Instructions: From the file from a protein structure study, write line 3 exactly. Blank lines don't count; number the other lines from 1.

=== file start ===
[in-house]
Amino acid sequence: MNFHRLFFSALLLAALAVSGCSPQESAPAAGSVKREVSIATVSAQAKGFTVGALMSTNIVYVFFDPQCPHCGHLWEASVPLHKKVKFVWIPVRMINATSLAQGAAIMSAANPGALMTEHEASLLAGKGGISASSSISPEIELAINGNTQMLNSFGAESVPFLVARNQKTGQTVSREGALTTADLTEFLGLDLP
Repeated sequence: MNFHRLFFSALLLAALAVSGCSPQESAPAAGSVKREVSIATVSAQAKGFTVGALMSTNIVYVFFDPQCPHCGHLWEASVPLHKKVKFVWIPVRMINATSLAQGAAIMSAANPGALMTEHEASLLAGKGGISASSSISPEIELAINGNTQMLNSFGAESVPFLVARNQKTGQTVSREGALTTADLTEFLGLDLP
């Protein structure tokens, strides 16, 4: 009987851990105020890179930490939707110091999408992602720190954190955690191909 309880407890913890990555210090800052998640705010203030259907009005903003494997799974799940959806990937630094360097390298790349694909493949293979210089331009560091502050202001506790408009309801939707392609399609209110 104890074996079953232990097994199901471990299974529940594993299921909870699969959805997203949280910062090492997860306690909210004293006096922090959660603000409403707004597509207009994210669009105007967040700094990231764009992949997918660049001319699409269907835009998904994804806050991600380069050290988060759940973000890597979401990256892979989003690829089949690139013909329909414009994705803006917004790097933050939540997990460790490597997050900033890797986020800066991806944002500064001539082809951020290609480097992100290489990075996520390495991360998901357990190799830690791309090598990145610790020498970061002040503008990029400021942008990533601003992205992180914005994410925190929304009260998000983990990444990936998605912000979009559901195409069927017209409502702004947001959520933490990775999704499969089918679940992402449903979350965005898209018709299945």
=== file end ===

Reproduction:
Repeated sequence: MNFHRLFFSALLLAALAVSGCSPQESAPAAGSVKREVSIATVSAQAKGFTVGALMSTNIVYVFFDPQCPHCGHLWEASVPLHKKVKFVWIPVRMINATSLAQGAAIMSAANPGALMTEHEASLLAGKGGISASSSISPEIELAINGNTQMLNSFGAESVPFLVARNQKTGQTVSREGALTTADLTEFLGLDLP